February 2016

I am pleased to report the publication of our edited volume Religion as a Category of Governance and Sovereignty in May 2015 by the European publisher Brill. The volume was the outcome of the British Academy conference which CISRUL co-hosted in 2010, and of the workshop held at Aberdeen in 2012. I was the lead editor of the volume, and contributed the introduction and a chapter, as did another CISRUL affiliate, Brian Brock.

Our second major publication will be the edited volume Political Community: The Idea of a Self-Governing People, which is the outcome of our 2013 and 2014 CISRUL workshops. There has been strong interest in publishing the volume.

Our publications will keep coming since we’re all developing plans for new research, and are actively applying to fund them. Several projects also have a focus on public impact. For example:

  • Andrea Teti (Politics & IR) already holds a major EU grant on Arab Transitions which look at the beliefs, values and behavior with respect to political and social transformations in 7 Arab countries, with a view to informing policy as well as making a string of publications.
  • I’ve just been awarded a Royal Society of Edinburgh European Visiting Research Fellowship, which will allow me to complete the Political Community volume during my sabbatical semester next year at the Universidad de Málaga, home to the Civic Constellations network that CISRUL will be joining.

Another edited volume will come out of our 5th CISRUL workshop, which will take place this June on the topic of ‘Radical Protest in Constitutional Democracy’. The workshop will bring together many of the issues we’ve been debating in CISRUL over the past 4 years, including civil society, political community, and rule of law, as well as touching on many of the liveliest topics in the world today, including the policing of protest.

As well as the workshop, we held 2 public lectures last spring and have 2 more planned for the spring. The first public lecture last spring was by Professor Stanley Hauerwas, who is probably  the best-known US theologian. The second was by Professor Michael Keating, who is a leading authority on European nationalisms and was regularly invited by the BBC to speak on the Referendum last year.

We can also report that CISRUL’s first 4 PhD students have now successfully graduated:

  • James King was the first to complete, with a thesis on the political thought of 3 leading theologians, including Stanley Hauerwas who gave our public lecture last year. James is currently teaching Religious Studies at Ampleforth College, while he applies for postdoctoral fellowships.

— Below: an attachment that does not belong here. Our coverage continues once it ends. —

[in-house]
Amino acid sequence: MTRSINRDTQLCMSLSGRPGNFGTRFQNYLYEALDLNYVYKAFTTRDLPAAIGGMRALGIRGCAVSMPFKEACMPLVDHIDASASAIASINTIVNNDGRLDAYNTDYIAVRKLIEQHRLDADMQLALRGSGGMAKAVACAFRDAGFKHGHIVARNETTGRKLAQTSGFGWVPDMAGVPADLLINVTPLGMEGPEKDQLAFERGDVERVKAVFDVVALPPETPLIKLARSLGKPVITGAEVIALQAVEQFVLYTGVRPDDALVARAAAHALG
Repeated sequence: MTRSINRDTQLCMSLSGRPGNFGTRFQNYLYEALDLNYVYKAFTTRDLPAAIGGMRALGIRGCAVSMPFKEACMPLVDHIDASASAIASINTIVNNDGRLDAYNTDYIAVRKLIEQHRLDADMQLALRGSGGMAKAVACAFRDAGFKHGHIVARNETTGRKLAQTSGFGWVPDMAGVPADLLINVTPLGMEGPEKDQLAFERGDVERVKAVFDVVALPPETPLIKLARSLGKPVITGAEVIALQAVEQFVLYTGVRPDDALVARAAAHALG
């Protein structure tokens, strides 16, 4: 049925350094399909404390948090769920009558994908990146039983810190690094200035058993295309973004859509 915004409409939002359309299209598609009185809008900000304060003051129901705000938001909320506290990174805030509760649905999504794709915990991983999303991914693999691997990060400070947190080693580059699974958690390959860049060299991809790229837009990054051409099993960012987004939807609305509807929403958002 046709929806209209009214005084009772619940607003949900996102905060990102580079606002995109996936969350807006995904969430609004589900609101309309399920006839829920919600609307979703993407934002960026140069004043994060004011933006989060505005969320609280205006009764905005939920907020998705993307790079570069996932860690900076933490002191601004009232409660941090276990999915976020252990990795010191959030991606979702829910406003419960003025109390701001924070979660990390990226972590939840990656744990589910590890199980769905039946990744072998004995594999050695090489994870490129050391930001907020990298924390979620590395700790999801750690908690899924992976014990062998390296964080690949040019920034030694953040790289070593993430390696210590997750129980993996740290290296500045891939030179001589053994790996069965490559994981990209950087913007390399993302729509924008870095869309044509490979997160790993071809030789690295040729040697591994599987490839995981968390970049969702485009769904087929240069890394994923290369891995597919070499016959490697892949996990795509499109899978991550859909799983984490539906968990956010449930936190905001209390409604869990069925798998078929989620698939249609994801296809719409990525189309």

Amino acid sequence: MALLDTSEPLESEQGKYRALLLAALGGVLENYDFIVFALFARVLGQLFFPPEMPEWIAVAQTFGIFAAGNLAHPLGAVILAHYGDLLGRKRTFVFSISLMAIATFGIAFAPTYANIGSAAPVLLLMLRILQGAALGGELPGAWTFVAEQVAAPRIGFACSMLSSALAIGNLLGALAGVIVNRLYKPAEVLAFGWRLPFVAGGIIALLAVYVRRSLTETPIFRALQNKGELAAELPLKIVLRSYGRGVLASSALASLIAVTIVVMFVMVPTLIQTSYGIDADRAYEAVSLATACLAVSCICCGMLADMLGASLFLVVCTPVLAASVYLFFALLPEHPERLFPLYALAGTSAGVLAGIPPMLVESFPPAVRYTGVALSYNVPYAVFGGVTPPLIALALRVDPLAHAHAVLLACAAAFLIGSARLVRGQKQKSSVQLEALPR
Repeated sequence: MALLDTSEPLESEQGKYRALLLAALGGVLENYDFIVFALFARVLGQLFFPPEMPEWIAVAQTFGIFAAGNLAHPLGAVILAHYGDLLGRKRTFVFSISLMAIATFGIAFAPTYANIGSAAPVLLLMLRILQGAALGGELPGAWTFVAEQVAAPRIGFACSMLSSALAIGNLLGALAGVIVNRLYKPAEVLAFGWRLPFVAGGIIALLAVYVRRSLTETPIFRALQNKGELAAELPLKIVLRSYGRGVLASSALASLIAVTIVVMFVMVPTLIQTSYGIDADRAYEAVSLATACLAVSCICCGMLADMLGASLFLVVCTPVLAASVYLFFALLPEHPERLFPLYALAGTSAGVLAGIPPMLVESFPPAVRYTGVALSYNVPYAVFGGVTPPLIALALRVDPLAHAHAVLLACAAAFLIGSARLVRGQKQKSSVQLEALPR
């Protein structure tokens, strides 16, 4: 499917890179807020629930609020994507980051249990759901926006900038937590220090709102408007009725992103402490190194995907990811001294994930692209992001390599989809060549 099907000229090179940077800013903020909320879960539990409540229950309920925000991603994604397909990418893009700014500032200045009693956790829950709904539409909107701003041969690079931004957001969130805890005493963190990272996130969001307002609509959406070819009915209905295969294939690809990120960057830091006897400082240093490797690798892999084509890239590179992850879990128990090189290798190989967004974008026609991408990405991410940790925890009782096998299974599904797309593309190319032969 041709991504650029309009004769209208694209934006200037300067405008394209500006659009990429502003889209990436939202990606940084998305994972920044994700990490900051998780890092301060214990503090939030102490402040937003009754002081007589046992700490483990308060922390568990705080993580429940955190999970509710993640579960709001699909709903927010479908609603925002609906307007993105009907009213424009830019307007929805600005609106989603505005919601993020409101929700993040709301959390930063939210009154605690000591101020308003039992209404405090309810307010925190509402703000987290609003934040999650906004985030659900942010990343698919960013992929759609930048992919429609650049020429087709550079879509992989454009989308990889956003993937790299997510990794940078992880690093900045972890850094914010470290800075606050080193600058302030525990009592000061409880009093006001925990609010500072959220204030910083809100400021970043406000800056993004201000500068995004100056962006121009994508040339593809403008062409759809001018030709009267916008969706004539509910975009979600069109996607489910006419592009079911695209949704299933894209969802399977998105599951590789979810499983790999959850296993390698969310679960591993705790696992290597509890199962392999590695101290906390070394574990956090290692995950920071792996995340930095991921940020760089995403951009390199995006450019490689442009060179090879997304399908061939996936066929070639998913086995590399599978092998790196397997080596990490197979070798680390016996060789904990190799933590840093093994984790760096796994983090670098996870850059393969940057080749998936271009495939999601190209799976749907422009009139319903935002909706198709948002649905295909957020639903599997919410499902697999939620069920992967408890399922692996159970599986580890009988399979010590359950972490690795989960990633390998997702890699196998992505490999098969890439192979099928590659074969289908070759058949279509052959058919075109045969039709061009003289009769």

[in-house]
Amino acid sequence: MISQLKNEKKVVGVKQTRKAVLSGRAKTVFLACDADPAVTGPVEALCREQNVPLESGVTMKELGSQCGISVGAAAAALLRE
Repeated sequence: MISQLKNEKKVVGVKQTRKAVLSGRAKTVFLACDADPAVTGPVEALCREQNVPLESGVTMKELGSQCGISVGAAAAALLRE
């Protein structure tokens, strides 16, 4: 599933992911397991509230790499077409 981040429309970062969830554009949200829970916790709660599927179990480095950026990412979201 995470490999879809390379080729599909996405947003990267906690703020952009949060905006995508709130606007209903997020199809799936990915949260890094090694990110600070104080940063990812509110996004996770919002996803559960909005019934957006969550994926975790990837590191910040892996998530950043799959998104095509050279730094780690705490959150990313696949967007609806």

• Marek Szilvasi completed his thesis on EU Roma policy over the summer, and he is currently working as a Research and Advocacy Officer with the European Roma Rights Centre, though he is also applying for postdoctoral funding.
  • Alena Thiel was commended by examiners for her thesis on market trader associations in Ghana. She is now a Research Fellow of the prestigious German Institute for Global and Area Studies in Hamburg.
  • Ulisses Neto-Teto passed his PhD viva in January on Brazil’s Programme for the Protection of Human Rights Defenders, which is an innovative Brazilian state programme designed to protect agrarian and other movement leaders facing death threats, allowing them to continue to struggle for human rights.

Given that these students are leaving, we’re delighted that we were able to admit the highest number of new PhD students so far, 3 of whom have since started in September and 1 in January:

  • Domenico Carolei is a lawyer by training, though with broad interests in political theory, who will study the accountability of Civil Society Organizations, with a focus on attempts in his native Italy by regional networks of CSOs to develop codes by which they could be held accountable, not only to donors but to beneficiaries.
  • Saerom Han is from South Korea but will study Egypt since 2011, especially how the labour unions which were the backbone of the Arab Spring have since been neutralized by the Egyptian military, principally by using anti-terror legislation to stifle their protest.
  • Aditya Mohanty already holds a permanent position as Assistant Professor of Sociology in India, but has been granted leave to study a PhD at CISRUL, on participatory urban governance in Delhi, asking whether the neighbourhood councils being set up (not unlike Scotland’s community councils) are managing to incorporate local citizens of all classes.
  • Alex Crawford will be the second history PhD at CISRUL and works on medieval Scotland, which may seem far removed from our contemporary concerns but this is the period in which many of today’s political concepts were forged, and he has already made brilliant contributions to our debates on constitutions, rule of law, political community and so on.

This brings to 13 the total number of students who are or have been in the CISRUL PhD programme. We continue to put considerable effort into ensuring the students interact with each other, as well as with us, in order to offset the notoriously lonely predicament of UK PhD students. We’ve also benefited enormously from having such an able, lively, diverse and cosmopolitan group of students, who engage fully in all our CISRUL events.

We’re now hoping to advertise further PhD studentships by the end of February 2016, to start in September 2016.

Finally, we’re focusing on encouraging prospective applicants for Postdoctoral Research Fellowships (e.g. from European Commission) to choose CISRUL as their host organization. To that end, we’re in the process of advertising funding to bring prospective Fellowship applicants for up to a week to develop their application with us.

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